Student panel voices opinion

In an effort to improve relationships between Los Medanos College faculty and students, there was a student panel at this weeks meeting, proctored by Tess Caldwell and Janice Townsend the Monday College Assembly meeting took place Monday, Oct. 3 in L109. The student panelists include: Carrie Oliver, Josh Paoli (who is also a student at Contra Costa College,), Hasaun Warren, Carmen Aburto and Jesus Briseno.

The student panel is a part of a newly enacted program at all three Contra Costa community colleges called FAM (Faculty Advising Mentoring). The meeting was supposed to focus mainly on office hours, but it ended being a meeting where the student panel could voice all their opinions of their personal interactions with their professors.

Each member of the panel began talking about positive experiences with their instructors. Paoli spoke about his dyslexia and how his instructor had it too. “He showed me there are other ways to learn.” He also said that one of his professors encouraged him to work on his welding skills.

Oliver told a story about when her astronomy professor, Scott Cabral gave her a project. She had a sports tournament to go to, so she turned it in early. He then told her to fix it and turn it in after the tournament because he knew she could do better.

When asked about their experiences meeting teachers during their office hours, each panelist presented a negative and positive experience.

Oliver talked about the time she took a music class. The instructor never acknowledged her extracurricular activities and wouldn’t let her make up so she only got a third of the credits on all of her assignments because she had to miss class. “There’s nothing you can do except keep trucking’ and that’s what I did.” She said it was upsetting because the grade she received didn’t reflect her academic capability.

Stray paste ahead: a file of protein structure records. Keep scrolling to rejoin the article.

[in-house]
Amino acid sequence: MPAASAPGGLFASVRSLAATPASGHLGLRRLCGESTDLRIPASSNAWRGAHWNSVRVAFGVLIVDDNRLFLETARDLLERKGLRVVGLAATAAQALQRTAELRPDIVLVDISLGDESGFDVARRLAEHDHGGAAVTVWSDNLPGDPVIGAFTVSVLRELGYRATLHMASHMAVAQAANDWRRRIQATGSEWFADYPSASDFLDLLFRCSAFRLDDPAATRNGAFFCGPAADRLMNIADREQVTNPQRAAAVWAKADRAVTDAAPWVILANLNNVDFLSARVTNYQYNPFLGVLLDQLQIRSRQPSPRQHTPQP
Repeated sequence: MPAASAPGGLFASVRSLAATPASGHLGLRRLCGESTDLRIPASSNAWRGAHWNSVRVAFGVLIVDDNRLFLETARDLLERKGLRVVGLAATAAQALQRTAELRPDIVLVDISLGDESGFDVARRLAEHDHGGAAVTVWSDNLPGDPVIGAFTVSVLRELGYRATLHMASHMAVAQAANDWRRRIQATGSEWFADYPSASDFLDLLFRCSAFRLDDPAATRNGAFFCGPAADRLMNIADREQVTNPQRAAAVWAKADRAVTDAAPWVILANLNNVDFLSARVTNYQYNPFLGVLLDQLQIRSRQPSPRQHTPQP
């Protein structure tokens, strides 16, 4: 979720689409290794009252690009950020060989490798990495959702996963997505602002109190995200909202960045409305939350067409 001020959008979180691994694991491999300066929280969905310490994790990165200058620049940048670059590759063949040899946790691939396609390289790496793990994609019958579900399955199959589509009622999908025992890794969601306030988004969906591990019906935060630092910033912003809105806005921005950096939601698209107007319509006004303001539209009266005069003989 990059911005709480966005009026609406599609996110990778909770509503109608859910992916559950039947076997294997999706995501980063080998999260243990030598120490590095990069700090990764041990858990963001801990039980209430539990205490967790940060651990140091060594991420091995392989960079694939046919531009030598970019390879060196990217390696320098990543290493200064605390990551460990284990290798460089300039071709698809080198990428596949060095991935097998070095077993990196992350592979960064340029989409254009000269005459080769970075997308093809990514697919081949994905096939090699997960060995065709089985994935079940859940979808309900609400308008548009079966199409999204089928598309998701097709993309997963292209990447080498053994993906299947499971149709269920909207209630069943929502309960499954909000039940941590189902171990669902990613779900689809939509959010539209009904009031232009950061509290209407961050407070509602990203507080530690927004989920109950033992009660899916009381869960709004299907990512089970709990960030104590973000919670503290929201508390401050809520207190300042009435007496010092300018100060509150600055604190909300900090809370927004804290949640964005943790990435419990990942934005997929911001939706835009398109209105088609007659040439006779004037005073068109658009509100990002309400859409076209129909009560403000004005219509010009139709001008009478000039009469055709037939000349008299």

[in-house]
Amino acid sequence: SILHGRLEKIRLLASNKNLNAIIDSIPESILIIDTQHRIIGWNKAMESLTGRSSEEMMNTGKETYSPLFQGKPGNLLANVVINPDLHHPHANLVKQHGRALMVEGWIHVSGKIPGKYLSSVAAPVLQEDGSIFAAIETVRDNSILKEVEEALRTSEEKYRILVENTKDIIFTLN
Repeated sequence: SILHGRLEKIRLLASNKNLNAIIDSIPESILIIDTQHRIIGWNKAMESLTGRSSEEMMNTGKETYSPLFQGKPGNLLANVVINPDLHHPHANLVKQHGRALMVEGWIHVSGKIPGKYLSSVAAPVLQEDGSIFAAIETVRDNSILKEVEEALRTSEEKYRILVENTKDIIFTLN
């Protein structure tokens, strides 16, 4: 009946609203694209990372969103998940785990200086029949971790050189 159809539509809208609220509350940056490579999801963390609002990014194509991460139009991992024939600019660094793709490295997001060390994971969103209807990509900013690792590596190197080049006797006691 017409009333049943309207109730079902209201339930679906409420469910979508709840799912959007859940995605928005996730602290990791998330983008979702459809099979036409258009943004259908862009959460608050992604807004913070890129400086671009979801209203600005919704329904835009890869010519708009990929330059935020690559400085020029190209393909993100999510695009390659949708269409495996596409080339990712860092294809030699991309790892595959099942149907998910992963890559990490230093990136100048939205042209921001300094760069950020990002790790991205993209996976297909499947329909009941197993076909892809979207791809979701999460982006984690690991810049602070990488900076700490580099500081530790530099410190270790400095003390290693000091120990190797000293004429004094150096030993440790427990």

Paoli talked about a time when he had to care for his son who was hospitalized at the time. His teacher refused to cut him any slack. “Compassion between teachers and students is important,” he said.

Warren said he had a teacher who was “somewhat rude.” He had had an unsuccessful exchange with said teacher who laughed off his concerns. Warren has cited memory issues and his instructor didn’t acknowledge them. “I can’t help my memory problems, it’s just something that’s there.”

Office hours are really important for one-on-one interaction,” said Aburto, who was out for surgery last spring. She had trouble with one professor responding to her requests for assignments and another professor who wasn’t comfortable sending the assignments with a student not in her class. This made it difficult to succeed in those classes and she ended up dropping both. Briseno said he had an English teacher work with him organize his thoughts. He explained the teacher helped him “breakdown and analyze the material.”

In order to get to know their students, Paoli advised, “Try to relate.” He explained that he had a teacher who “tried to relate through art,” because it was an easy way to get him to understand the material he was being taught. Both Oliver and Warren said saying hello would help the students feel more invited. “It never hurts to try to start up a conversation,” said Warren.

When it comes to the demeanor of the instructors, Oliver said professors shouldn’t have “a God complex about their classes.” She also said not to feign enthusiasm and to be upfront about how they are feeling so they don’t come off as disingenuous. “Don’t fake it. If you don’t want us to plagiarize our work. Don’t give me plagiarized attitude.”

When asked to clarify, she said, “just be genuine — be transparent.”

Panelists were asked a final question regarding diverse student engagement: How can LMC do to better engage with first generation and students of color? Townsend extended the question to include disabled students.

Oliver said club days are “huge and can be really cool,” because they “open a gateway or a door,” allowing faculty to get to know the student body while Aburto suggested having a multicultural day event.

LMCAS President Israel Castro chimed in, asking if there were an organization dedicated to addressing the student concern, how often would they be willing to utilize the service. None of the panelists knew LMC had a student government, but all expressed that such an organization was a good idea.

Castro responded, saying that there is an opportunity for public comment at the LMCAS Monday meetings. Both Warren and Paoli expressed interest but because of scheduling difficulties, said it’d be easier by using FaceTime or Skype.

As final advice to LMC instructors, Warren said the key to keeping students in their classes is “not giving up on the students.”